Explosive claims about corruption in Pakistan's cricket team stunned a London courtroom on Wednesday as three guilty players and their agent spoke out on each other's roles as they awaited sentence.
Judge Jeremy Cooke was due to pass sentence on Pakistan's former Test captain Salman Butt, fast bowlers Mohammad Aamer and Mohammad Asif, plus their agent Mazhar Majeed, whose guilty plea can now be reported. He admitted conspiracy to cheat and to obtain and accept corrupt payments during a pre-trial hearing in September.
They could each be jailed for up to seven years for conspiring to accept corrupt payments and up to two years for conspiring to cheat by arranging deliberate no-balls in a case that has rocked a sport rooted in ideals of fair play.
While the four stood in the dock, their lawyers sent claims and counter-claims flying across the packed Court 4 at Southwark Crown Court.
Butt, 27, watched as his lawyer said he admitted his career was over and he stood to lose his family. The lawyer for Majeed pleaded in mitigation - a submission which included a string of extraordinary claims about what was going on within the Pakistan team.
Accepting that his client was facing jail, he told the court of the agent's frustration at the "lies" the jury had heard from the defendants.
The lawyer said Butt had approached Majeed in 2009 to get involved in fixing and that Butt and another player, who is not among the three in the dock, had taken him to a meal in March 2010 to push him into fixing.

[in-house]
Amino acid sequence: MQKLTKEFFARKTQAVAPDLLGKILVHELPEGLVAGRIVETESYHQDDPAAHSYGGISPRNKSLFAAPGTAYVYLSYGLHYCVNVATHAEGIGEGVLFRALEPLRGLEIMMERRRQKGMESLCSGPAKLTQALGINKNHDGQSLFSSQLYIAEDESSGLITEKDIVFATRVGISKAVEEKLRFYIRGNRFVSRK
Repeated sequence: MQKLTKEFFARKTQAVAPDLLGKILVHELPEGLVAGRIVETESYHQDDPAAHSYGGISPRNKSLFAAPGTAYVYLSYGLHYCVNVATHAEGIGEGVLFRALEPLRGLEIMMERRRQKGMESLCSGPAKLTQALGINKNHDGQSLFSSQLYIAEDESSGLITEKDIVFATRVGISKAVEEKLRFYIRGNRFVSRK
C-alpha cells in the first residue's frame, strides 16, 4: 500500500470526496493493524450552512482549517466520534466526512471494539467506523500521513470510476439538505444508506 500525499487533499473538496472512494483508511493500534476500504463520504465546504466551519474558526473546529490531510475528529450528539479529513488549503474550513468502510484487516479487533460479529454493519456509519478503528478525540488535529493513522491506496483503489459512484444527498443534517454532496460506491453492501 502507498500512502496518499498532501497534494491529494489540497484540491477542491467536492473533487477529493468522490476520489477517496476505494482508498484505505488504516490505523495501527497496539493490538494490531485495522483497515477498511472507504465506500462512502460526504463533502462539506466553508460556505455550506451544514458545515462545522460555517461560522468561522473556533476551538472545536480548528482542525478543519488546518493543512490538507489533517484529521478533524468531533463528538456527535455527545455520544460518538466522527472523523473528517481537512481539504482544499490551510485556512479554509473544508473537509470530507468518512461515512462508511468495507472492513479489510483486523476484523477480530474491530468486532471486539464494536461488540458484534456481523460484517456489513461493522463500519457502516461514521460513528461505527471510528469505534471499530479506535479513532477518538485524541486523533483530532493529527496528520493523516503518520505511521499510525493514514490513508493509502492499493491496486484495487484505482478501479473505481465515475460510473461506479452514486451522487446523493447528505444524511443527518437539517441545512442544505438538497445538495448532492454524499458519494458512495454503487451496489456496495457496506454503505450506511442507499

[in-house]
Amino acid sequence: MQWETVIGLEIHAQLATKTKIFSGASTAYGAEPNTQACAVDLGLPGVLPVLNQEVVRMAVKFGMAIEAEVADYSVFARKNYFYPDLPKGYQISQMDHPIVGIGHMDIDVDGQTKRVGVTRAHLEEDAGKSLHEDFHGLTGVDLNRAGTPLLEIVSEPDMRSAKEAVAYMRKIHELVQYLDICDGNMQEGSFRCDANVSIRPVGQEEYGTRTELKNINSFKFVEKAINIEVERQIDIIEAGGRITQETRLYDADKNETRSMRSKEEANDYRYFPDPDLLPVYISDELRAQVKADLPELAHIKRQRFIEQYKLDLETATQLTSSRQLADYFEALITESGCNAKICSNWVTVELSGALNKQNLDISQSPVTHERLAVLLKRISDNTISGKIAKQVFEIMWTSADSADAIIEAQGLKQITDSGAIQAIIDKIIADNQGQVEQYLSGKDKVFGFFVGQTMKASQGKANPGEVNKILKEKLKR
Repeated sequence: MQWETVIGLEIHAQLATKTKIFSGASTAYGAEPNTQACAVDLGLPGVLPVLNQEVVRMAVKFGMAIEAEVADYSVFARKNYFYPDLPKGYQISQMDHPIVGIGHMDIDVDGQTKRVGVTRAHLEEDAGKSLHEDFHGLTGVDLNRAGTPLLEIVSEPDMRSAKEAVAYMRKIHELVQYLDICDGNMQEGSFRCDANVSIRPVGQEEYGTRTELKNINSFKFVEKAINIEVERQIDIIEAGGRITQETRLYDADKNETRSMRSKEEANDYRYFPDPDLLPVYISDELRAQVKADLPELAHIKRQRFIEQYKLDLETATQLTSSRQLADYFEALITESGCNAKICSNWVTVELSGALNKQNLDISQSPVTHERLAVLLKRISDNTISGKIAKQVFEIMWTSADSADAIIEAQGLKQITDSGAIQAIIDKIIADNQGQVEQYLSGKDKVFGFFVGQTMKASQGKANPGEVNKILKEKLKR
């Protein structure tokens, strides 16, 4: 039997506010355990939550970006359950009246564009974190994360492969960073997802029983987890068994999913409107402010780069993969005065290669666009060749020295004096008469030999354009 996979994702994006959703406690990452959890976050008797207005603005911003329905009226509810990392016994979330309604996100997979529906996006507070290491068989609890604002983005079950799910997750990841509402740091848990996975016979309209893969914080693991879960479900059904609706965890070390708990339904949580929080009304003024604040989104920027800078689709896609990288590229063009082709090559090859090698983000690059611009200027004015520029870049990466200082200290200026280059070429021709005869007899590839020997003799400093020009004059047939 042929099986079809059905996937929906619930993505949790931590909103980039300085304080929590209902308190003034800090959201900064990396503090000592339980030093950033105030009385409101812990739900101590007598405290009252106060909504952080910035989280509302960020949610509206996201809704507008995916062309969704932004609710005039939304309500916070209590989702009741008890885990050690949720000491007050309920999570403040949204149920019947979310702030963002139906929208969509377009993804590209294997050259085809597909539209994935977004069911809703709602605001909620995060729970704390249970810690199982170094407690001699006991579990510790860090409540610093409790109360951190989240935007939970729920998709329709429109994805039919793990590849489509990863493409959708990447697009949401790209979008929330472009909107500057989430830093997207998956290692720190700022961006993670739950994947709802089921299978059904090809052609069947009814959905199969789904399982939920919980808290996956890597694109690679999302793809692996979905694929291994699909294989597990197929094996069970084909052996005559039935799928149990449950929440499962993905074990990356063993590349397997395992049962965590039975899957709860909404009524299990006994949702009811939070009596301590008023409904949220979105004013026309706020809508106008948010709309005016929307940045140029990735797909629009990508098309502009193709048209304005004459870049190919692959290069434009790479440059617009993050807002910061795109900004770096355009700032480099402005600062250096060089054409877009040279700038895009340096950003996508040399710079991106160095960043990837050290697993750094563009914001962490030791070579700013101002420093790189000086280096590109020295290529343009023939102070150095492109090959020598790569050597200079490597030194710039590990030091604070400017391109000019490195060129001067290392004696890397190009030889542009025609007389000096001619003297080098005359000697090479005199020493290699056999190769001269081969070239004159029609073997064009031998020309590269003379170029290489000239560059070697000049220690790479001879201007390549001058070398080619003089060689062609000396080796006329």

He said Majeed was introduced to a mysterious bookmaker called Sanjay, who was running the racket.
Majeed claimed that of the 150,000 pounds (Rs 1.17 crore) he received from an undercover newspaper reporter with the now-defunct News of the World tabloid, Asif got £65,000 (Rs 51 lakh) and Butt £10,000 (Rs 7.8 lakh). The judge then heard that Asif was given such a huge amount to keep him from joining another fixing racket.
Lawyers for Butt and Asif dismissed the claims about the sums of cash.
Cooke also dismissed claims that Aamer was only involved in one episode of spot-fixing. He said text messages sent from murky contacts in Pakistan suggested the youngster was also implicated in fixing during the preceding Test at The Oval.
Aamer claimed he was being leant upon and feared for his future in national side.